Boil the water, add the herbs and let steep for about four hours. Strain the herbs through a cheesecloth and pour the resulting herbal infusion into a clean jar, add vodka and glycerin. You will probably want to store this in a bathroom-friendly bottle, either with a mister tip or without.
4) Easy Eye “Cream”
I’m not going to get into the more complicated cream recipes here, but guess what? You don’t necessarily need a fancy, expensive eye cream to prevent and minimize fine lines and keep your peepers looking pretty. Jojoba oil is a rich skin moisturizer and has the added benefit of not going rancid.
Easiest: Just pat plain jojoba oil around the eye area before bed, after your cleansing regime.
If you want a more hydrating and pampering effect, add 5 drops of essential oil to one oz. jojoba oil. Try sandalwood or blue chamomile – both work wonders to prevent puffiness. Or you could use carrot seed oil – a well-known wrinkle preventative.
But be aware – these essential oils are in the pricier tier. A little goes a long way so they’re well worth it if you can afford it. But if budget is a consideration, stick with plain jojoba oil.
Unfortunately, my favorite supplier (and affiliate) Mountain Rose Herbs is out of jojoba oil at the moment. But – if you don’t have access to an herb shop or health food store in your town – you can get high quality organic jojoba oil from Aubrey Organics.
5) Double Duty: Toning Moisturizer
This one is billed as a moisturizer but works as a toner as well. It’s a great way to remoisturize your face on a hot and sticky day – or perhaps after you’ve gone for a swim – especially when you don’t want to use a heavy oil-based moisturizer. It’s also wonderful anytime your skin has that dehydrated feeling. Perfect for those with oily or acne-prone skin.
½ cup distilled water
3 teaspoons glycerine
5 drops essential oil of lemon
Simply mix all ingredients together into a small bottle and shake well. Ideally you’ll want to put this in a bottle with a mister top so you can spritz your face as needed. But it’s also fine to use a cotton ball to apply this light moisturizer.
7) Pimple Juice
In an earlier skincare post I wrote about how I was constantly admonishing my teenaged daughter about squeezing those zits. (I firmly reject the notion that it’s an old wives’ tale that squeezing pimples will cause scarring.) I recommended lots of alternatives, such as hot compresses at the time – but I wish I’d pulled out some of my herb books.
While researching for this series I came across another awesome Rosemary Gladstar recipe: Pimple Juice. This one’s not instant, but it’s still so easy. And such a great alternative to squeezing.
If you’re dealing with unsightly blemishes (or maybe your teenager or someone you love is waging the hormonal battle), make this up today . It’ll be ready in a couple of weeks and will last a long while. I’ve halved the recipe here, but you could make a bigger batch too.
1/4 ounce powdered goldenseal
1/4 ounce powdered echinacea root
1/4 ounce powdered black walnut hull
1/4 ounce myrrh powder
1 cup rubbing alcohol
Combine the herbs well and put into a wide-mouthed jar. Pour the alcohol over it all and twist on a tight-fitting lid. Let the mixture infuse in a warm cupboard, but remember to shake it once a day to let the herbs move around and do their magic. (Sometimes I need to write a little reminder note to myself about the shaking).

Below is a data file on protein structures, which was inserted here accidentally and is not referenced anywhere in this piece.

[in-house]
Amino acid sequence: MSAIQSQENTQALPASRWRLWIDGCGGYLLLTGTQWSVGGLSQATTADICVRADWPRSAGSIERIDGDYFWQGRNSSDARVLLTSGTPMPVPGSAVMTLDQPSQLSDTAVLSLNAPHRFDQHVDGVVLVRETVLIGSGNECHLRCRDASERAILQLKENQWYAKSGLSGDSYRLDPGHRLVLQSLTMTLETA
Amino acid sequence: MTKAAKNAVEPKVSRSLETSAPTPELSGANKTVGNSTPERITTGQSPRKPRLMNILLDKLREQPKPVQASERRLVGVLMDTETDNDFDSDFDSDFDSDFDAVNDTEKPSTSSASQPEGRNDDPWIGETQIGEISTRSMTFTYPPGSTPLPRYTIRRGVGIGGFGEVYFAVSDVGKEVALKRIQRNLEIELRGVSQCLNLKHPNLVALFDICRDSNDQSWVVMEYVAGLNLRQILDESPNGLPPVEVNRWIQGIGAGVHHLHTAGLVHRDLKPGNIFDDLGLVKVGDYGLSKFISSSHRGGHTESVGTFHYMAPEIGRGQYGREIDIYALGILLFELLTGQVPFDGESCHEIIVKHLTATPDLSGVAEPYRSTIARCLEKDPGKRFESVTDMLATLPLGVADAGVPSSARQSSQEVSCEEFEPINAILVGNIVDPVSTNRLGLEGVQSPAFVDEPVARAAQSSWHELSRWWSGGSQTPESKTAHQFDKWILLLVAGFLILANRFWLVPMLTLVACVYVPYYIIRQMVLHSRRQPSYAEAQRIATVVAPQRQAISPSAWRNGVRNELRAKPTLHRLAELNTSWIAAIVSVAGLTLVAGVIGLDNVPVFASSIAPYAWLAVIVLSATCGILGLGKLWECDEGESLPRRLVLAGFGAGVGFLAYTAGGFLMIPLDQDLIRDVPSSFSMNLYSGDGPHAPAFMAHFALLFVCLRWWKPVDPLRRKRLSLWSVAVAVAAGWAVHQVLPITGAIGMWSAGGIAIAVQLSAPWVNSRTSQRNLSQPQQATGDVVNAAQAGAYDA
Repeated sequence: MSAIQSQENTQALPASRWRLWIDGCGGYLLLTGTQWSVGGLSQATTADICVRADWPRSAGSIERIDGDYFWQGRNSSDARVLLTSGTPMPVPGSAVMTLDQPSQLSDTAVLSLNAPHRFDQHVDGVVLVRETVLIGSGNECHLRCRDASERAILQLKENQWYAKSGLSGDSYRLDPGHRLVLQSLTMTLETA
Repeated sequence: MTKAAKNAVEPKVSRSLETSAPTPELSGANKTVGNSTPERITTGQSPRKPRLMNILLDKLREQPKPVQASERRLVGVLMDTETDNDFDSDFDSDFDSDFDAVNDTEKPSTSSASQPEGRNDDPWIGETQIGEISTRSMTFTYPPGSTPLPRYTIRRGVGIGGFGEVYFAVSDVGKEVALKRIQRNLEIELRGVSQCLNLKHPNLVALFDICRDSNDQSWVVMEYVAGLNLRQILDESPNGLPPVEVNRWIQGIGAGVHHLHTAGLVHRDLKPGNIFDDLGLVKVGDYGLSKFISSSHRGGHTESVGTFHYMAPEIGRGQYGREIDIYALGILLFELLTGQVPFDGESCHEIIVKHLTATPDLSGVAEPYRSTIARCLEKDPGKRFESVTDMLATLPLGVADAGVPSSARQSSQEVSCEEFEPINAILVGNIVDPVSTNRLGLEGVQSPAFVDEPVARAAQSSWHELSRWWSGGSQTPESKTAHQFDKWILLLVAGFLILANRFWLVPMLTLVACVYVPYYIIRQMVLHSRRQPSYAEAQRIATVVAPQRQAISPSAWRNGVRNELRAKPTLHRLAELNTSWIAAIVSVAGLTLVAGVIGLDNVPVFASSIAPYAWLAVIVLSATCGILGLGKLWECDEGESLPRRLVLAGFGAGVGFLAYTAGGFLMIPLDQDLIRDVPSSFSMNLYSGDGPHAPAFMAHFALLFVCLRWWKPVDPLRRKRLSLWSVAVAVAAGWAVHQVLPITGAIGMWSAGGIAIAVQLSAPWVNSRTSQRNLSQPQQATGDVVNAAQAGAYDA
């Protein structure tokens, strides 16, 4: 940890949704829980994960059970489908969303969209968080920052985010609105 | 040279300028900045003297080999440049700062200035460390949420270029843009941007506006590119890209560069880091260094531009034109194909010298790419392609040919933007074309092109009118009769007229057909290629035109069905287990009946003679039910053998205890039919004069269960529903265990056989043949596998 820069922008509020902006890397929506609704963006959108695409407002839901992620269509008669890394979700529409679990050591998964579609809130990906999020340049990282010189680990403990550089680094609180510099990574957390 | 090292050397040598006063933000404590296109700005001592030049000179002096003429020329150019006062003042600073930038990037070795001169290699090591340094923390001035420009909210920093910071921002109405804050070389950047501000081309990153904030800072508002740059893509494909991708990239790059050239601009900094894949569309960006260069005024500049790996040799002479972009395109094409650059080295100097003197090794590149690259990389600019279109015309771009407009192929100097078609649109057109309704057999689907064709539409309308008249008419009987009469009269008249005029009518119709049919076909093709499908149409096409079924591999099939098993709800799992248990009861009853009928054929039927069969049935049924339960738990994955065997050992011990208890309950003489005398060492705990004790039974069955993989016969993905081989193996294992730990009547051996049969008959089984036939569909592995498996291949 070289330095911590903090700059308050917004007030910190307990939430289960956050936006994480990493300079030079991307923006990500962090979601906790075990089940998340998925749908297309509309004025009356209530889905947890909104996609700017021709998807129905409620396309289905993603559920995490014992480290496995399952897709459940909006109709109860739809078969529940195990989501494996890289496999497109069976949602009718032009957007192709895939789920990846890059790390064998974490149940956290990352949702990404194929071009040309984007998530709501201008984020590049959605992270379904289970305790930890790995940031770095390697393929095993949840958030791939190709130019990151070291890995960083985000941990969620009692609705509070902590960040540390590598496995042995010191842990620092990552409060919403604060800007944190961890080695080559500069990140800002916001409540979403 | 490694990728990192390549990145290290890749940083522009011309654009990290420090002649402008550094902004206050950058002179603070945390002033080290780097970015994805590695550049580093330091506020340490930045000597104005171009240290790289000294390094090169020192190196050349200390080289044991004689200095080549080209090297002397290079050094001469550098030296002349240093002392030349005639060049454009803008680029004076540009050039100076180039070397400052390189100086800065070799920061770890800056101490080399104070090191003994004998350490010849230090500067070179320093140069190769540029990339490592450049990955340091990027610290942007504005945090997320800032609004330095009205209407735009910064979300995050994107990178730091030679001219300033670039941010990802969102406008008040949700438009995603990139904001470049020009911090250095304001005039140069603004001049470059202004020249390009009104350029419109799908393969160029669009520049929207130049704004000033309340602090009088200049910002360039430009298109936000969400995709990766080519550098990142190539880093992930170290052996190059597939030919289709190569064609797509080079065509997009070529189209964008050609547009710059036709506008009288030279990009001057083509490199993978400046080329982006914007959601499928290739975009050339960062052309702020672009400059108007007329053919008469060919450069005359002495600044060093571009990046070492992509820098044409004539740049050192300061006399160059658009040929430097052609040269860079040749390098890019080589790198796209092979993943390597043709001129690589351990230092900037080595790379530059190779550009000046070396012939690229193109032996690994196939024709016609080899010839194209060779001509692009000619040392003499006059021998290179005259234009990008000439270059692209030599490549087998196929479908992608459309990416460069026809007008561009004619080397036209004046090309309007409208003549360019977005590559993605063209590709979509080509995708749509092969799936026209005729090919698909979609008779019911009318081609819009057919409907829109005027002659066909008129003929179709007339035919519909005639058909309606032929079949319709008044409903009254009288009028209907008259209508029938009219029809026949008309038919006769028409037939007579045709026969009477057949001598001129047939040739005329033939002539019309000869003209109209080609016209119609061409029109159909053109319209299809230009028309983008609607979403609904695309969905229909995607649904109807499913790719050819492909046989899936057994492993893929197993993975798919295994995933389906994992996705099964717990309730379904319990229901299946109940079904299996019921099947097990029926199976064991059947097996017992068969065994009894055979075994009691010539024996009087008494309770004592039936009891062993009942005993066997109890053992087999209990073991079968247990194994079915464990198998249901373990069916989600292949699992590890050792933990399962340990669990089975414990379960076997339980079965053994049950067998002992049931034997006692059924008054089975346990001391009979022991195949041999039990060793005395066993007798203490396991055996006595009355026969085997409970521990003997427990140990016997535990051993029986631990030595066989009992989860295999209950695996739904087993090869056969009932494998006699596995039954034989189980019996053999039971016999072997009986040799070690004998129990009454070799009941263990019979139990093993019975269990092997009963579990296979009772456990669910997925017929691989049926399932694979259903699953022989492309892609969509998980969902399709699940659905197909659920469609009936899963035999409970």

It’s actually a good idea to stop shaking the jar a couple of days before straining. That way the herbs will settle at the bottom and the whole straining process will be easier.
After two or three weeks, strain the herbs out using a cheesecloth draped over a hand-held strainer. If you have some around, add a drop or two of tea tree oil to the strained mixture. This will boost its effectiveness, but it’s not totally necessary.
Use cotton balls to apply the juice several times a day to pimples that are begging to be squeezed.
Bonus tip: For a night time pimple treatment, mix some of the pimple juice with green clay.
You could mix up a small jar of the clay treatment and store it in a small jar with a very tight-fitting lid. If it dries out, just add a few drops of water or more pimple juice.
Dab on the blemish-blasting clay after washing your face in the evening. Leave it on overnight for best results, but at least wait till it completely dries before washing it off.
The above recipes are so quick and easy you probably could make them all up in one session.
But remember my warning at the beginning of this series. If you try making too many things at once you stand a good chance of flinging away your mixing bowl in frustration. And the mess resulting from too many concoctions could turn you away from DIY facial care forever.
That’s why I’m saving the most challenging recipe for last – you want to devote your full attention to this one. Check back in the next week or two to get the skinny on making luscious face creams and lotions.
This is the fourth in a “Simple Skin Care” series. If you missed the previous posts, here’s how to find them:
Simple Skin Care: How To Make A Natural Face Scrub
Want Radiant Skin? Get It From The Inside Out
Ten Easy Recipes For Home Facial Treatments (Or Feed & Steam Your Way To A Radiant Complexion)
How To Make Fabulous Face Cream Or Lotion
This post was shared on Wildcrafting Wednesday at Mind Body and Sole
Have you ever tried making your own skin care creations? What works for you?